Now let’s activate our new controller! Open the parameter tab, find the stabilizer group and the controller parameter. Set it to 5 and check the console log that the out-of-tree controller was activated:

CONTROLLER: Using OutOfTree (5) controller
Code language: HTTP (http)

That’s it! Your new controller is activated and the Crazyflie is ready to fly.

Note: In the client, the comment for the stabilizer.controller parameter will not contain the out-of-tree controller, and it will look like only values 0-4 are valid even though 5 also works.


In this post we have shown how to add a new controller to the Crazyflie firmware. The process for adding an estimator is very similar, and hopefully it should be easy to understand how to do it based on the example above.

As you can see, very little code (apart from the actual controller/estimator) is required to add your own controller or estimator, and we hope that it will enable you to put your energy into the actual control problem, rather than the nitty gritty details of the code.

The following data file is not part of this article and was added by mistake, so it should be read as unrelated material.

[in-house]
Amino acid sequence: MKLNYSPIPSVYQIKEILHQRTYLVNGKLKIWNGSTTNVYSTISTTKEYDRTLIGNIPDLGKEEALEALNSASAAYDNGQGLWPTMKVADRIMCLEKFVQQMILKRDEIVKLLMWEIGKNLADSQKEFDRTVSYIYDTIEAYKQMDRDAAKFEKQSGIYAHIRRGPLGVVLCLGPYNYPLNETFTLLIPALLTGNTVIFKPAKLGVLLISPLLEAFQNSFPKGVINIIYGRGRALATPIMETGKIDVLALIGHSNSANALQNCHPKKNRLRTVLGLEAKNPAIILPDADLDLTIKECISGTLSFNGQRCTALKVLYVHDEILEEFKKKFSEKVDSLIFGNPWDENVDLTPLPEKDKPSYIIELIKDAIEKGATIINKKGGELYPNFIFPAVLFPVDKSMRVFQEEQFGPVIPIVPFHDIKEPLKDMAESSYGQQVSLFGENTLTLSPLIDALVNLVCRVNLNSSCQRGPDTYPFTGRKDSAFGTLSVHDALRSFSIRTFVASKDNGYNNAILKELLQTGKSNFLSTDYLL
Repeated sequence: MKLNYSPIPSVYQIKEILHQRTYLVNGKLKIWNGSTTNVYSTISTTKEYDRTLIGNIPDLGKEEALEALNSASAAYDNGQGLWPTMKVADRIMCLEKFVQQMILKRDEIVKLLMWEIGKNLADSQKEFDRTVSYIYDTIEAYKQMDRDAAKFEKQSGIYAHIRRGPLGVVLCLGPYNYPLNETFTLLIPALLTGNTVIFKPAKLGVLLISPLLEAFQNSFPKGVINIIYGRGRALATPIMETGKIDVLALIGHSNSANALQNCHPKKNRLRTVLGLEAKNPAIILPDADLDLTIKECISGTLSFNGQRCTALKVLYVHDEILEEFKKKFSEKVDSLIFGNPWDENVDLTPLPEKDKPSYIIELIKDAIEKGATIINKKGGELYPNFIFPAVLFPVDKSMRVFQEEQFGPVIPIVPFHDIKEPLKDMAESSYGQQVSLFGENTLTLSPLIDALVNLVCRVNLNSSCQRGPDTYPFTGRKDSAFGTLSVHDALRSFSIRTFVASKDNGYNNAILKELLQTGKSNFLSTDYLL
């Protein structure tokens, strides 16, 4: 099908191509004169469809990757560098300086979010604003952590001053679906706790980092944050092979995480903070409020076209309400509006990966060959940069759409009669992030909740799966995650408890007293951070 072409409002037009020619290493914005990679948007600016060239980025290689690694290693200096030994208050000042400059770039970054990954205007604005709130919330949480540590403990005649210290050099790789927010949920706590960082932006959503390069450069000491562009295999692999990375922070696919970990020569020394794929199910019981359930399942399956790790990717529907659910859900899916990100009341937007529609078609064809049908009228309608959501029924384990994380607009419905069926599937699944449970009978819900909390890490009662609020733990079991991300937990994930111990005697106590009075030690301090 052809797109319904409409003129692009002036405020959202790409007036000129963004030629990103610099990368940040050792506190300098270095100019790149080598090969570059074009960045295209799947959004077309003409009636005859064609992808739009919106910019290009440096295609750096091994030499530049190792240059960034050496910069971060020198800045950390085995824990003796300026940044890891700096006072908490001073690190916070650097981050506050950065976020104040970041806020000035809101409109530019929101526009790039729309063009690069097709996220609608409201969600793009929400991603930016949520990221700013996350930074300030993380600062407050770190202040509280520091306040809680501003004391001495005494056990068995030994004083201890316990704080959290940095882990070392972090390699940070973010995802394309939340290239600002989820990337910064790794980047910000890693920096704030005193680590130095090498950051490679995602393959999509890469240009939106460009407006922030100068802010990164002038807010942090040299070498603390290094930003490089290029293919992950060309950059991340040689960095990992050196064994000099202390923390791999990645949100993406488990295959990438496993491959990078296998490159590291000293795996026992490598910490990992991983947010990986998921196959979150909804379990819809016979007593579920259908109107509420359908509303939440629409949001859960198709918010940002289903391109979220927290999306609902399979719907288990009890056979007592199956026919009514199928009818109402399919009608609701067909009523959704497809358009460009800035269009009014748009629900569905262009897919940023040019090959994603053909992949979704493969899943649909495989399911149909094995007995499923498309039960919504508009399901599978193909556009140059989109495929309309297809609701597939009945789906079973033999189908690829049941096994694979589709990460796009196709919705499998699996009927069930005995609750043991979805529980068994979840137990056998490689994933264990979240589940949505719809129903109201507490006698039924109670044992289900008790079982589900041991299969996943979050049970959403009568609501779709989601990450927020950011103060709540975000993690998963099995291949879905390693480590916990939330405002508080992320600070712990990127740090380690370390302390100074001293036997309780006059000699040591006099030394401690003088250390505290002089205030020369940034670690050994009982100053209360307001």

Happy coding!

My name is Hanna, and I just started as an intern at Bitcraze. However, it is not my first time working with a drone or even the Crazyflie, so I’ll tell you a bit about how I ended up here.

The first time I used a drone, actually even a Crazyflie, was in a semester thesis at ETH Zurich in 2017, where my task was to extend a Crazyflie with a Parallel Ultra Low-Power (PULP) System-on-Chip (SoC) connected to a camera and external memory. This was the first prototype of the AI-deck you can buy here nowadays (as used here) :)

My next drone adventure was an internship at a company building tethered drones for firefighters – a much bigger system than the Crazyflie. I was in charge of the update system, so more on the firmware side this time. It was a very interesting experience, but I swore never to build a system with more than three microcontrollers in it again.

This and a liking for tiny and restricted embedded systems brought me back to the smaller drones again. I did my master thesis back at ETH about developing a PULP-based nano-drone (nano-drones are just tiny drones that fit approximately in the palm of your hand and use only around 10Watts of power, the category Crazyflies fit in) and some onboard intelligence for it. As a starting point, we used the Crazyflie, both for the hardware and the software. It turned out to be a very hard task to port the firmware to a processor with only a very basic operating system at that time. Still, eventually I knew almost every last detail of the Crazyflie firmware, and it actually flew.